How the Centre-State Tussle Over Food Security is Penalising the Poor

Rather than assisting states in the implementation of the Food Security Act, recent orders of the Ministry of Food seem to indicate the Centre is setting up barriers by burdening them with bogus additional requirements

Packed rice, Sangrur. Credit: Neil Palmer, CIAT/Flickr CC BY-SA 2.0

Packed rice, Sangrur. Credit: Neil Palmer, CIAT/Flickr CC BY-SA 2.0

On July 7, 2015 the Union minister of consumer affairs, food and public distribution, Ram Vilas Paswan cracked the whip in a meeting with state food ministers by announcing that states that do not implement the National Food Security Act (NFSA) by the end of September will not be entitled to receive additional food grains from the Centre for the above poverty line (APL) and below poverty line (BPL) families. The warning was a stern reminder of the ministry’s orders dated April 9 and April 10, 2015.

b2The additional food grains form a significant share of the overall grain that states receive from the Centre. In the financial year 2014-15, this share was 12% of the total food grain allocation under the Targeted Public Distribution System (TDPS).

The food minister’s warning at first appeared to be pushing the states to finally gear up to get the Act rolling after a two-year delay. In reality, it ends up harming the PDS beneficiaries, as 18 out of 23 states that have not yet implemented the NFSA have declared their inability to meet the September deadline. The reduced supply to the states ultimately means fewer grains to be distributed amongst the needy households.

Coverage status

The NFSA that was passed in September 2013 (preceded by an Ordinance in July 2013) gave the states one year’s time to complete identification of beneficiaries. By July 2014, all provisions of the Act should have been implemented across the country.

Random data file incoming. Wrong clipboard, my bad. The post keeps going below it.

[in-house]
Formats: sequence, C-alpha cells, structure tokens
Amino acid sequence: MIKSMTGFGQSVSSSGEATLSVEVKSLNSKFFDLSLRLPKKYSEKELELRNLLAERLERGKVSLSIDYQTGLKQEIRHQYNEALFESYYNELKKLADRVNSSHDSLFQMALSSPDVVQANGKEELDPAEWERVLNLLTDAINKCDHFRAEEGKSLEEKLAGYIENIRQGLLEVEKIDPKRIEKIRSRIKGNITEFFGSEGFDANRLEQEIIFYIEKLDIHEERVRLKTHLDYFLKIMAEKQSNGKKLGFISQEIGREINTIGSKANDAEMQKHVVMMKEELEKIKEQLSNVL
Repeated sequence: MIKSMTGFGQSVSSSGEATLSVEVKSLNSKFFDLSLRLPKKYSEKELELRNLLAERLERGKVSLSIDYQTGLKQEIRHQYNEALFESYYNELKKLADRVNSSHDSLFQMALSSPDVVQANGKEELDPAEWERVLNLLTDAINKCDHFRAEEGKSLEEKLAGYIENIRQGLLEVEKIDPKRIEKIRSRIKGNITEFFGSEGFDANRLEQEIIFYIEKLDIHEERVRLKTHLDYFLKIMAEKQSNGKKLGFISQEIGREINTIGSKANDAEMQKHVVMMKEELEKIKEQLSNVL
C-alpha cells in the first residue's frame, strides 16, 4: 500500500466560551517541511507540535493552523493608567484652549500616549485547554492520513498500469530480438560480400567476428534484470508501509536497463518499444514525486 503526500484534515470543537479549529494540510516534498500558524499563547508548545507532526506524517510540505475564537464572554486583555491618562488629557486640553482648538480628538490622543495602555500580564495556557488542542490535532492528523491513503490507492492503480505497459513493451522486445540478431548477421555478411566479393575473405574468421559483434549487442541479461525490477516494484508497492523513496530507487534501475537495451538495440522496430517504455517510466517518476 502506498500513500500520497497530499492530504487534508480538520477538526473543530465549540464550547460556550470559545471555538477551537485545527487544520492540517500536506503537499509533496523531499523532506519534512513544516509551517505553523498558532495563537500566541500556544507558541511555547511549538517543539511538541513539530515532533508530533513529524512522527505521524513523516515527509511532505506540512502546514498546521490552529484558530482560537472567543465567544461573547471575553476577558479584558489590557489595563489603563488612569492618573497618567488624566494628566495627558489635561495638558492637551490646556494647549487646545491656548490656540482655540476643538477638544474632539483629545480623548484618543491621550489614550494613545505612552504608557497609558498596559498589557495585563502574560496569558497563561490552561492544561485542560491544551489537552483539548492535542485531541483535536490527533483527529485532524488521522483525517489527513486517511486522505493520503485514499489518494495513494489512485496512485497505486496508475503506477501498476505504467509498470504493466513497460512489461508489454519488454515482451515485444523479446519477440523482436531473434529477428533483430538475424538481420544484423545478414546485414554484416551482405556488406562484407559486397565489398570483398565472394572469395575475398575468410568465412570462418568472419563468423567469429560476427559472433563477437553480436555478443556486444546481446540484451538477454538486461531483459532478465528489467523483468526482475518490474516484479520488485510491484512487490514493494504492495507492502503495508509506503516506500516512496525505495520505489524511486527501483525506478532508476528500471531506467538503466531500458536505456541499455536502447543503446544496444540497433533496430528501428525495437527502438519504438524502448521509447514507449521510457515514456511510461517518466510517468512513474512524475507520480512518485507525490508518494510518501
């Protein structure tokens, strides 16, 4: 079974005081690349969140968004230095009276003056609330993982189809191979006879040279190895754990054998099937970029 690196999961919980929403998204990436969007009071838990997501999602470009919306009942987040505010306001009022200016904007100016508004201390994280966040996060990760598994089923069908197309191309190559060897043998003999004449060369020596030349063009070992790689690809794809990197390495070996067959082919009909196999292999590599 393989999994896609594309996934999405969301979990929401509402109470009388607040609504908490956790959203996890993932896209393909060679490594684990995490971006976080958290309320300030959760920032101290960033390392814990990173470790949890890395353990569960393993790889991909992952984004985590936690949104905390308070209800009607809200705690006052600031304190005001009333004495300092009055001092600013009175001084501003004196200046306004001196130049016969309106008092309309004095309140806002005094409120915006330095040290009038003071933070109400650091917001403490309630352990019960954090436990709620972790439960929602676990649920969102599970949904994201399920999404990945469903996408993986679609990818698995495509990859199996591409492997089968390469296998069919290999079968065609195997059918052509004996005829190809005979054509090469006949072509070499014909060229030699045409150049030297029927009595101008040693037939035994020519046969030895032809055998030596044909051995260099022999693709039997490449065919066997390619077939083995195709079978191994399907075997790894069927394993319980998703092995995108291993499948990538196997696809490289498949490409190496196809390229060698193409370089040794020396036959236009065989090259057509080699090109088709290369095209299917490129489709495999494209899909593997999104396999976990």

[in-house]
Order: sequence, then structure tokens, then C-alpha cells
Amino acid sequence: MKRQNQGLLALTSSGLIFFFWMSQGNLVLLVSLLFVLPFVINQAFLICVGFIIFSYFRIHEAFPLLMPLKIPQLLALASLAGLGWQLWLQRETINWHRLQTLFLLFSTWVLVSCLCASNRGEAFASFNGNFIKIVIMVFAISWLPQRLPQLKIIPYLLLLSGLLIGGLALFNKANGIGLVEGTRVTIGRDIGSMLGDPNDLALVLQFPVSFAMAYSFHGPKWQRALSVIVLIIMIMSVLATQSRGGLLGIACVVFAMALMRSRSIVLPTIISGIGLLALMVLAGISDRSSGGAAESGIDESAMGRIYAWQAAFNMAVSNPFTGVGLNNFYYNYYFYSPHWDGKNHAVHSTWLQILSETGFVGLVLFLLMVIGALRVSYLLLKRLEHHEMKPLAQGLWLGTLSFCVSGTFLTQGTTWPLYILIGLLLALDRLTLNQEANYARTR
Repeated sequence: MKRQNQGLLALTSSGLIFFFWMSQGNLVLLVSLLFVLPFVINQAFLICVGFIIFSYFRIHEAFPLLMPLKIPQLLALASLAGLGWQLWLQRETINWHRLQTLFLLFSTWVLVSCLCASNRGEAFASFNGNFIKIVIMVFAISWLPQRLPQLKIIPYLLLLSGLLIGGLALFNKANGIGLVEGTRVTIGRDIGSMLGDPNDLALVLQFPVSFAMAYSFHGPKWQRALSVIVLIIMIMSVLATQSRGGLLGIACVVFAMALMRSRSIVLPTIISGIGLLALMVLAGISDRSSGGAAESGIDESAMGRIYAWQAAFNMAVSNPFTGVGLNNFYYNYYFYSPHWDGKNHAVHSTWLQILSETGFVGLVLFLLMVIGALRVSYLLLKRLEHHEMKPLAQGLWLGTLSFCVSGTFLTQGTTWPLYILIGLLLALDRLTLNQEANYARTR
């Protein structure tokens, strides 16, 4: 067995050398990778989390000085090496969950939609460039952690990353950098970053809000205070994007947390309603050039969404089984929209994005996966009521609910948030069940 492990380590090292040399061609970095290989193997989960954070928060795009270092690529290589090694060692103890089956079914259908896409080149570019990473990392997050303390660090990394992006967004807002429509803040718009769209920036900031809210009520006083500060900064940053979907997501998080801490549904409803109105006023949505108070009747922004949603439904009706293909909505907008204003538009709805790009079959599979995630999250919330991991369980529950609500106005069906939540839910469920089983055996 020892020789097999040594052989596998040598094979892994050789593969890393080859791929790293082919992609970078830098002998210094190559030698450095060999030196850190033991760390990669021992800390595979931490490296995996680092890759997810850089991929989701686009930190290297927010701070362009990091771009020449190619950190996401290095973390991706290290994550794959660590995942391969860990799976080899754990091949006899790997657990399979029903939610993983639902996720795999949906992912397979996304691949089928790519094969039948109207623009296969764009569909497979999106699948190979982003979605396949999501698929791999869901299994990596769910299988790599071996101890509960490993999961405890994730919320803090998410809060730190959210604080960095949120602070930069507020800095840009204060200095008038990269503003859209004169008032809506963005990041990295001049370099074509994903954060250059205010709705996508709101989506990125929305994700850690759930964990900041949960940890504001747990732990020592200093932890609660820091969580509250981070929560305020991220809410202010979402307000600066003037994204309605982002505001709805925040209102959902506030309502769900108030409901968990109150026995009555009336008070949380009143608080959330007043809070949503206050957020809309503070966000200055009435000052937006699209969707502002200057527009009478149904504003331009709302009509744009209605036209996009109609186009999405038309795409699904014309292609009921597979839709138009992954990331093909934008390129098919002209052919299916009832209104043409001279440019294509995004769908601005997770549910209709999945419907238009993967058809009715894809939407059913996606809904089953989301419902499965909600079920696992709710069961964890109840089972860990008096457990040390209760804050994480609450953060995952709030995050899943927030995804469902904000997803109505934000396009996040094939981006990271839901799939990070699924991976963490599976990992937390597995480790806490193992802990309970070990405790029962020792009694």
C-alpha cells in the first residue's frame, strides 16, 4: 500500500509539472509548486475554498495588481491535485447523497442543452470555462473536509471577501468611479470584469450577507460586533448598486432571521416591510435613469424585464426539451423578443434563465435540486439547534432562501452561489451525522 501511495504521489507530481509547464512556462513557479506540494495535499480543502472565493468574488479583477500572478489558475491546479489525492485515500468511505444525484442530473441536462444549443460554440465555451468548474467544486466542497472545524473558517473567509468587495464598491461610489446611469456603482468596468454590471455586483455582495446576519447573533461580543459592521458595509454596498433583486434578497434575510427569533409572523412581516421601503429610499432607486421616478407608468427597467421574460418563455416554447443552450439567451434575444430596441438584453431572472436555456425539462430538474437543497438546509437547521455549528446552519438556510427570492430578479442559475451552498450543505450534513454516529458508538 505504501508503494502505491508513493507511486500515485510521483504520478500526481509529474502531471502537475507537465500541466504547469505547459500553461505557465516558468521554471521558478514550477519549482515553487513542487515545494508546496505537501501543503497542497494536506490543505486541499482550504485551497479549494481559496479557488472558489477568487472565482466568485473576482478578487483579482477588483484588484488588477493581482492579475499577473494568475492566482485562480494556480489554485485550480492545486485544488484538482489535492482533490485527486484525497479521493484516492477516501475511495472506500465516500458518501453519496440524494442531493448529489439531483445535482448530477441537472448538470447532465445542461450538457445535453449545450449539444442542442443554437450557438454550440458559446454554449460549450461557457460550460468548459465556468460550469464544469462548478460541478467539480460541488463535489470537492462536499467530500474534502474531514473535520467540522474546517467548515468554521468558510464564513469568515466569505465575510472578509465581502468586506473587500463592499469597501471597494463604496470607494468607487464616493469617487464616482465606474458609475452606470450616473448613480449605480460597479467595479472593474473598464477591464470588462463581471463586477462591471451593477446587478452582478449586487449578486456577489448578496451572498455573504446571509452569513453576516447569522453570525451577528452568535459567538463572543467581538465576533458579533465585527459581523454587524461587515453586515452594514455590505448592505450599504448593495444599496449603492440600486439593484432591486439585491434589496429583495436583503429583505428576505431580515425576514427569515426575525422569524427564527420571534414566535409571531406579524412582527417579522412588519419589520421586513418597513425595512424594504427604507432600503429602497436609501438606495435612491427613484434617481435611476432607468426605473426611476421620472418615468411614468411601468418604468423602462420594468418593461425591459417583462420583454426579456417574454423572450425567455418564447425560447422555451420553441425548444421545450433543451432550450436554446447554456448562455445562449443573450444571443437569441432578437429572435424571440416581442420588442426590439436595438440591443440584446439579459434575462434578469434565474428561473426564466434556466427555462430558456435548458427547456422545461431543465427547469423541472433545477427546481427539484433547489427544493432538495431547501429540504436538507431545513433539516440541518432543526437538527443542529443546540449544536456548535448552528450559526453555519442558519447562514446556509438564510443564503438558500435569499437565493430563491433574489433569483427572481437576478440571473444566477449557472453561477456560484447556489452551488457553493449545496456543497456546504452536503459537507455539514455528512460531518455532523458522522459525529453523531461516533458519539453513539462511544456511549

As per the Department of Food and Public Distribution’s latest data up to April 2015, 30 out of 36 states/union territories have not identified the complete quota of households that are entitled to subsidised food grains under the TPDS. Even in the states and union territories that implement NFSA (excluding West Bengal and Lakshadweep), the coverage is short by about 172.52 lakh persons.

To meet the Act’s requirement of covering 75% of rural and 50% of urban population, more than 80 crore persons have to be identified.

Source: Department of Food and Public Distribution

Source: Department of Food and Public Distribution

This identification of eligible households was to be based on the socio-economic status of the households. For this, many states were relying on the Socio Economic Caste Census (SECC) conducted in 2011. However, this data was released only in June 2015. The final lists for 149 out of 640 districts surveyed have still not published.

In the absence of any recent comprehensive data, states that implemented the Act initially such as Rajasthan, Delhi, Himachal Pradesh and Haryana have continued to use the old BPL lists – notorious for their high level of inclusion and exclusion errors – to distribute new cards. This amounts to depriving deserving households of their entitlement to subsidised food grains.

Meanwhile, Bihar, the one state that has used the SECC data, has had a positive experience so far, while Madhya Pradesh created its own database and criteria put together by the state’s Samagra Samajik Suraksha Mission.

Implementation hurdles

Many of the 23 non-NFSA states/UTs neither have adequate grain storage facilities nor a system of door-step delivery of grains to fair price shops (FPS) – both requirements that the Centre stresses are mandatory. An effective grievance redress mechanism to implement the Act is also missing and after much struggle, most of the states have now completed one or more aspects of end-to-end computerisation of TPDS operations.


These so-called ‘mandatory requirements’ are additions by the current National Democratic Alliance (NDA) government and not pre-requisites as per the Act. Though most of the states are advancing towards improvising end-to-end computerisation and delivery systems, making these requirements mandatory for implementation has pushed the states a step back in making an encouraging move towards ensuring food safety.